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    Drug-Resistant Ear Infections Emerge

    Researchers Identify Superbug Resistant to Antibiotics
    WebMD Health News
    Reviewed by Louise Chang, MD

    Sept. 17, 2007 (Chicago) -- Since the 2000 introduction of the pneumococcal vaccine to prevent ear infections in children, a superbug that is resistant to all the antibiotics approved to treat the condition has emerged, researchers report.

    Children who carry the superbug develop particularly agonizing middle ear infections and often need surgical insertion of pressure-equalizing tubes in the ears, says Michael Pichichero, MD, a pediatrician and vaccine researcher at the University of Rochester in Rochester, N.Y.

    Pneumococcal bacteria cause 30% to 55% of kids' ear infections. More than four out of five kids get at least one ear infection by the age of 3. It's the most common reason doctors give antibiotic drugs to children.

    Vaccines and Middle Ear Infections

    In 2000, a pneumococcal vaccine became commercially available for children under age 2. Sold as Prevnar, the pneumococcal vaccine attacks seven strains of the bacterium Streptococcuspneumoniae that can cause ear infections.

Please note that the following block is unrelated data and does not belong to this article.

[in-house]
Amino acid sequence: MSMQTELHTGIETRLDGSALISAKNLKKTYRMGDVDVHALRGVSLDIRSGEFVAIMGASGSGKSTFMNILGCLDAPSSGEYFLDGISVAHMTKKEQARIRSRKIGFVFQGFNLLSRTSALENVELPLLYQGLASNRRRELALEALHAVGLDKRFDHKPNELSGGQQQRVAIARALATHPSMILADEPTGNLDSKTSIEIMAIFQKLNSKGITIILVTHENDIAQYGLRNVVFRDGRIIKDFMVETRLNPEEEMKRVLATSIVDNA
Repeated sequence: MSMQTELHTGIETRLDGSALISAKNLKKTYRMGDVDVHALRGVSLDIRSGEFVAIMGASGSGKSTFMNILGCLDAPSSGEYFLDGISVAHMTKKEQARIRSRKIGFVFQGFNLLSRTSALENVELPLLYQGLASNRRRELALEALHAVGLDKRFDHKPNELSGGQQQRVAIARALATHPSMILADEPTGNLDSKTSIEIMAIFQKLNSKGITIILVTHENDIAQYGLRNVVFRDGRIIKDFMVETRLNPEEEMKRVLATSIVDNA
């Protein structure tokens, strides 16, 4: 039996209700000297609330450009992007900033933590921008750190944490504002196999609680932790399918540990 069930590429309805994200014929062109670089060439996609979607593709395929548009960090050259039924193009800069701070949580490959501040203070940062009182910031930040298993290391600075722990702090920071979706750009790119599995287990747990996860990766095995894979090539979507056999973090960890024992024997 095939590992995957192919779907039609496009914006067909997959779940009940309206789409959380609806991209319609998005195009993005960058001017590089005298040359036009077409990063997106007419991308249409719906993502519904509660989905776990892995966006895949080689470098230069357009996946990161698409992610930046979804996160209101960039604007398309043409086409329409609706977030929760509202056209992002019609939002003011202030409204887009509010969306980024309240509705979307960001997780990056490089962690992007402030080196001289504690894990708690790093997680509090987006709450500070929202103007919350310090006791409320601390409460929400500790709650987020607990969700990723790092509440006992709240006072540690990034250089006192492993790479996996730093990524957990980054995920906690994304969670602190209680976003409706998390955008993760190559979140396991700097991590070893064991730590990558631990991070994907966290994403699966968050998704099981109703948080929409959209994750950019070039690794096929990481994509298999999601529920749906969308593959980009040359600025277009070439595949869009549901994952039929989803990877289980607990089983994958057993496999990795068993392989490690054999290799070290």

In the early years following its introduction, the pneumococcal vaccine cut middle ear infections by 20%, Pichichero says.

    But by 2003, problems began to emerge, he tells WebMD. That’s when doctors began to see kids with ear infections caused by strains of S. pneumoniae other than the seven included in the vaccine.

    The new study was presented here at a meeting of the American Society for Microbiology.

    (How do you feel about using antibiotics for ear infections? Talk about it on WebMD's Parenting: 9-12 Months message board.)

    Antibiotic-Resistant Bacteria Strain

    The study included 162 children with recurrent ear infections. All of the children had received the pneumococcal vaccine.

    All the children underwent ear taps, a procedure during which doctors put a needle into the eardrum to draw out infected fluid so they can examine the bacteria.

    They found that 59 children carried the S. pneumoniae bacterium.

    Of these, nine children carried a new strain called 19A that is not included in the vaccine and proved resistant to all FDA-approved antibiotics for ear infections in children.

    "Children infected with this strain were unsuccessfully treated with two or more antibiotics," Pichichero says.

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